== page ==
Home Business News UK wage growth falls to the lowest rate in 10 months

UK wage growth falls to the lowest rate in 10 months

by Thea Coates Finance Reporter
16th Jan 24 10:26 am

Wage growth across the UK has fallen to the lowest rate in 10 months, which is raising hopes that the Bank of England could lower interest rates.

Official data shows that for the fifth month in a row earnings have now outstripped price rises.

In the three months to November average earnings, except bonuses increased by 6.6%, this is down from the revised 7.2% compared to the previous three months, according to the Office for National Statistics (ONS) said.

Craig Erlam, senior market analyst for Oanda, said that inflation has fallen faster than expected and with wage growth slowing sharply, “there is every chance we see much more over the coming months that enables the Bank of England to pivot towards cutting interest rates.”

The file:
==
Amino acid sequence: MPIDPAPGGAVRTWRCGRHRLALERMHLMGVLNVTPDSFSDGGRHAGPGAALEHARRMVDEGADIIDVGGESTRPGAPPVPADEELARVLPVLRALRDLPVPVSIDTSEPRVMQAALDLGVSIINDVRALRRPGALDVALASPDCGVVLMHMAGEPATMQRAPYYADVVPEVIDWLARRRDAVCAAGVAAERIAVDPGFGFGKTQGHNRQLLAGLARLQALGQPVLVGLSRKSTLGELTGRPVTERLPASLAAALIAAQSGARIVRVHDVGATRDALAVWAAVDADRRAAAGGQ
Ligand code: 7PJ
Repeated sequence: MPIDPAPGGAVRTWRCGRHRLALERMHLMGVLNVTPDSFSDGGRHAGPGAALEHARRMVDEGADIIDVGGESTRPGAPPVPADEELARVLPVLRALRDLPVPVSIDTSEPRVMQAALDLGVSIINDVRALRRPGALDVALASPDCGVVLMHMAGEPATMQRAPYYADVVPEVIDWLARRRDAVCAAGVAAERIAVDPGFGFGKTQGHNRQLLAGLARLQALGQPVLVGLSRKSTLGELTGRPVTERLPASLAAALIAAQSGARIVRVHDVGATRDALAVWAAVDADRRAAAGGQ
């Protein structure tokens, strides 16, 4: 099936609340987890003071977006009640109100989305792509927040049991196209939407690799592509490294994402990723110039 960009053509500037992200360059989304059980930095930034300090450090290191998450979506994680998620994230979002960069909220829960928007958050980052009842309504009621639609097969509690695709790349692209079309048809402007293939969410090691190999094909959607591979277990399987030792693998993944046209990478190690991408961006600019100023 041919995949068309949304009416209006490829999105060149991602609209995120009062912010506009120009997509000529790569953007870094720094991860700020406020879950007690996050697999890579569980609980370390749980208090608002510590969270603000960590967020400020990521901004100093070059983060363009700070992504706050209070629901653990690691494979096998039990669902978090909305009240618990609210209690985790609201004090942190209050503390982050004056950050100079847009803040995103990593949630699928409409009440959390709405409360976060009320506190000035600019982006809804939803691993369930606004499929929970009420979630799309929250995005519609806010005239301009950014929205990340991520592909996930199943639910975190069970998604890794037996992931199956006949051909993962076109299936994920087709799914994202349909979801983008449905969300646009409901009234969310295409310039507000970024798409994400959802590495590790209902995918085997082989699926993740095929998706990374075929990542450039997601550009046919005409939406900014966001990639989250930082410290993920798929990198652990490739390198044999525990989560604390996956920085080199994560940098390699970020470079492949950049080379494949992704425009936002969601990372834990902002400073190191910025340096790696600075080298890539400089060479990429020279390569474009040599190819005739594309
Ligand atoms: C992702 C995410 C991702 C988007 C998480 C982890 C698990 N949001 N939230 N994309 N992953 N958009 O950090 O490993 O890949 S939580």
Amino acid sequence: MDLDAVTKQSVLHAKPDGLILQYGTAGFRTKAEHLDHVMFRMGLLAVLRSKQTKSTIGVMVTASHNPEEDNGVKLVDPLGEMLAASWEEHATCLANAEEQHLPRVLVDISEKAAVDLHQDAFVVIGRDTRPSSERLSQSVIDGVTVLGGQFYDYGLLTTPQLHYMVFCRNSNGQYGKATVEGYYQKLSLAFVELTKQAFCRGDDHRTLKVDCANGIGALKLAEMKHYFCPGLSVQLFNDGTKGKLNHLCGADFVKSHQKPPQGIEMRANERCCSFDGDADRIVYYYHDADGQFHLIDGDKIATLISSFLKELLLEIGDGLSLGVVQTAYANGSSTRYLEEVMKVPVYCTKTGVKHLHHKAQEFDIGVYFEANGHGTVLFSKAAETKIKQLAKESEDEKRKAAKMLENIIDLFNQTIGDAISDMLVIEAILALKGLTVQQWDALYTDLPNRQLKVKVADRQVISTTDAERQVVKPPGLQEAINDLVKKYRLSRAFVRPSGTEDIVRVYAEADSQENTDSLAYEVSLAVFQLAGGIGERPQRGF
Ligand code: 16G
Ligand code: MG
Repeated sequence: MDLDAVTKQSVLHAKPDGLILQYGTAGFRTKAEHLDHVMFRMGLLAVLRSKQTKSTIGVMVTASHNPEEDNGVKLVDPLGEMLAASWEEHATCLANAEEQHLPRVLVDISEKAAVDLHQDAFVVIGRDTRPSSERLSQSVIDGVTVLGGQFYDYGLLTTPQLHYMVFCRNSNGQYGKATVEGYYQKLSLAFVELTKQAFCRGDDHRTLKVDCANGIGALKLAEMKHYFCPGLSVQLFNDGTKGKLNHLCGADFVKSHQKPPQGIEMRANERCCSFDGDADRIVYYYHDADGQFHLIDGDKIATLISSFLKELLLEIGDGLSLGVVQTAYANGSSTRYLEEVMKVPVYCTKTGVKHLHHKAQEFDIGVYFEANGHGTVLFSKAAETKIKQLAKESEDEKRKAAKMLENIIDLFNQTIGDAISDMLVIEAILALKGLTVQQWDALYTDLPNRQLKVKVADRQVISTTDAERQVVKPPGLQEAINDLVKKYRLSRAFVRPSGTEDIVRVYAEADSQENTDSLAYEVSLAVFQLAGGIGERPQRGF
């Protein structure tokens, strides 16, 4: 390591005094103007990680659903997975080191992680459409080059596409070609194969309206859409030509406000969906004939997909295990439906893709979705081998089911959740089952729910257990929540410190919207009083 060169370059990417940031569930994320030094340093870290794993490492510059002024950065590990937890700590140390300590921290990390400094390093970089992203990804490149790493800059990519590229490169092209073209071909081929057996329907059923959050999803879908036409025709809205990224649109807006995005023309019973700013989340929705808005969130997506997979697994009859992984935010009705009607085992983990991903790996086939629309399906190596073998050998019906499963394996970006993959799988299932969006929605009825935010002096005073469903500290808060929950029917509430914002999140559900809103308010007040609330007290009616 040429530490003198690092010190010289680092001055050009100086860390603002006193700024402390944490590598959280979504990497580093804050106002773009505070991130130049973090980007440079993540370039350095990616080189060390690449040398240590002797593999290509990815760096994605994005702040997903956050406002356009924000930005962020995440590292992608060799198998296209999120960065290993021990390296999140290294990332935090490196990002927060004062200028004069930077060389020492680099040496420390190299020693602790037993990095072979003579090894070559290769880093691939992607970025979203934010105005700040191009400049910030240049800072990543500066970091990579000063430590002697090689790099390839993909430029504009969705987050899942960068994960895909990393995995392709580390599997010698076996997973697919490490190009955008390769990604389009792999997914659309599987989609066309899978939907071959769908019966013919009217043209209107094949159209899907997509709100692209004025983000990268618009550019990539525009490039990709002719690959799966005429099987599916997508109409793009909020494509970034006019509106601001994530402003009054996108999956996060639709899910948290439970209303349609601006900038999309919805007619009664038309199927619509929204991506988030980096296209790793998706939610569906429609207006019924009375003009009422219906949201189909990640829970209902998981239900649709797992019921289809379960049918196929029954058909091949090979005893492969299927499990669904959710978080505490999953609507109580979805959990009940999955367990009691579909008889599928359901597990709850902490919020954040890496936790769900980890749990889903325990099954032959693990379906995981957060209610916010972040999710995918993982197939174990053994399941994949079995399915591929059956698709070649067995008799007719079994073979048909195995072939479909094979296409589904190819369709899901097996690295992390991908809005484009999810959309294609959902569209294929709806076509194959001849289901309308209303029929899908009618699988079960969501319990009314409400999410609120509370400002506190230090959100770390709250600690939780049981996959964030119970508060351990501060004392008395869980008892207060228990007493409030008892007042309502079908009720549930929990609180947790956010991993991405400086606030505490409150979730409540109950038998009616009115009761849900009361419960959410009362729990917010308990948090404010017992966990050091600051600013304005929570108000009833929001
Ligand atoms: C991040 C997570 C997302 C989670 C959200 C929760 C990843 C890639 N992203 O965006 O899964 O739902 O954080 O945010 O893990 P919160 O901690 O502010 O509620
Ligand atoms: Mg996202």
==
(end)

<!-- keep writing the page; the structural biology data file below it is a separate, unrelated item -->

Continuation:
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“It is probably a little early to expect too big a pivot but it could lay the groundwork for a May cut as long as the data continues to comply,” he added.

James Smith, developed markets economist for ING, said “the bottom line is that both wage growth and services inflation, the datasets that are guiding monetary policy right now, are below Bank of England projections”.

The Chancellor Jeremy Hunt said, “It has been tough for many families recently, but with inflation now falling and the economy gradually returning to growth, today’s continuing rise in real wages will offer further relief.

“On top of this the cut in national insurance contributions will get more people back into the jobs market, not just supporting economic growth but saving a typical two-earner household around £1,000 this year.”

Liz McKeown, the ONS’s director of economic statistics, said: “The overall picture continues to be broadly stable, with the unemployment rate unchanged and the employment rate up slightly on the previous three months.

“While annual pay growth remains high in cash terms, we continue to see signs that wage pressures might be easing overall.”

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